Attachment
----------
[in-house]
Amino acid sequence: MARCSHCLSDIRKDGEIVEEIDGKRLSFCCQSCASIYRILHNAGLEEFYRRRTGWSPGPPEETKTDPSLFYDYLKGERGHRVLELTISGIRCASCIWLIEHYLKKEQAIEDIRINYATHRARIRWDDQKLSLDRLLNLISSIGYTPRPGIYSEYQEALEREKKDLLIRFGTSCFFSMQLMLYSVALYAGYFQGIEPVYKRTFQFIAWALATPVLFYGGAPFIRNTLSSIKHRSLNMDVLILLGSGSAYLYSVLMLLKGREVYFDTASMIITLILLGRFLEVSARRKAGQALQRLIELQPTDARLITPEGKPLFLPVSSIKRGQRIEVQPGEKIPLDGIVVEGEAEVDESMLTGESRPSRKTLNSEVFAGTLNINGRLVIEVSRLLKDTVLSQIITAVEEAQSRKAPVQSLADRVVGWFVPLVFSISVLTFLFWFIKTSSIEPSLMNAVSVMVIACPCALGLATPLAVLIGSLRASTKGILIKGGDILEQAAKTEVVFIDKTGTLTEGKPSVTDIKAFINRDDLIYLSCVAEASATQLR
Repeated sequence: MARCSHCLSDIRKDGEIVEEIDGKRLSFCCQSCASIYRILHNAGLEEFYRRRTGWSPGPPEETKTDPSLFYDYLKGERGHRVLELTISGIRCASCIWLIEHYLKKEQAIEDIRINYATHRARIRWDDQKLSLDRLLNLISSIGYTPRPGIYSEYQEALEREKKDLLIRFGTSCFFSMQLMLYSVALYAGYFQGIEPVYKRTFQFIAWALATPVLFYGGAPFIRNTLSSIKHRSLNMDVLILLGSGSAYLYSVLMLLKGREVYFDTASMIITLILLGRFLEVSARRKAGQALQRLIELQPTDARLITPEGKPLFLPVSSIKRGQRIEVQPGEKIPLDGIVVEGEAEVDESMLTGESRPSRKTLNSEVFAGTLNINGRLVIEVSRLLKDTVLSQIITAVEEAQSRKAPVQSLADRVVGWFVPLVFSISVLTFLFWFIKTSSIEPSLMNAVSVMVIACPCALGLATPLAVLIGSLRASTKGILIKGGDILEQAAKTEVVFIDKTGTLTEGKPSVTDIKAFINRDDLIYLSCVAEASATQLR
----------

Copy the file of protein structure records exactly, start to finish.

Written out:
[in-house]
Amino acid sequence: MARCSHCLSDIRKDGEIVEEIDGKRLSFCCQSCASIYRILHNAGLEEFYRRRTGWSPGPPEETKTDPSLFYDYLKGERGHRVLELTISGIRCASCIWLIEHYLKKEQAIEDIRINYATHRARIRWDDQKLSLDRLLNLISSIGYTPRPGIYSEYQEALEREKKDLLIRFGTSCFFSMQLMLYSVALYAGYFQGIEPVYKRTFQFIAWALATPVLFYGGAPFIRNTLSSIKHRSLNMDVLILLGSGSAYLYSVLMLLKGREVYFDTASMIITLILLGRFLEVSARRKAGQALQRLIELQPTDARLITPEGKPLFLPVSSIKRGQRIEVQPGEKIPLDGIVVEGEAEVDESMLTGESRPSRKTLNSEVFAGTLNINGRLVIEVSRLLKDTVLSQIITAVEEAQSRKAPVQSLADRVVGWFVPLVFSISVLTFLFWFIKTSSIEPSLMNAVSVMVIACPCALGLATPLAVLIGSLRASTKGILIKGGDILEQAAKTEVVFIDKTGTLTEGKPSVTDIKAFINRDDLIYLSCVAEASATQLR
Repeated sequence: MARCSHCLSDIRKDGEIVEEIDGKRLSFCCQSCASIYRILHNAGLEEFYRRRTGWSPGPPEETKTDPSLFYDYLKGERGHRVLELTISGIRCASCIWLIEHYLKKEQAIEDIRINYATHRARIRWDDQKLSLDRLLNLISSIGYTPRPGIYSEYQEALEREKKDLLIRFGTSCFFSMQLMLYSVALYAGYFQGIEPVYKRTFQFIAWALATPVLFYGGAPFIRNTLSSIKHRSLNMDVLILLGSGSAYLYSVLMLLKGREVYFDTASMIITLILLGRFLEVSARRKAGQALQRLIELQPTDARLITPEGKPLFLPVSSIKRGQRIEVQPGEKIPLDGIVVEGEAEVDESMLTGESRPSRKTLNSEVFAGTLNINGRLVIEVSRLLKDTVLSQIITAVEEAQSRKAPVQSLADRVVGWFVPLVFSISVLTFLFWFIKTSSIEPSLMNAVSVMVIACPCALGLATPLAVLIGSLRASTKGILIKGGDILEQAAKTEVVFIDKTGTLTEGKPSVTDIKAFINRDDLIYLSCVAEASATQLR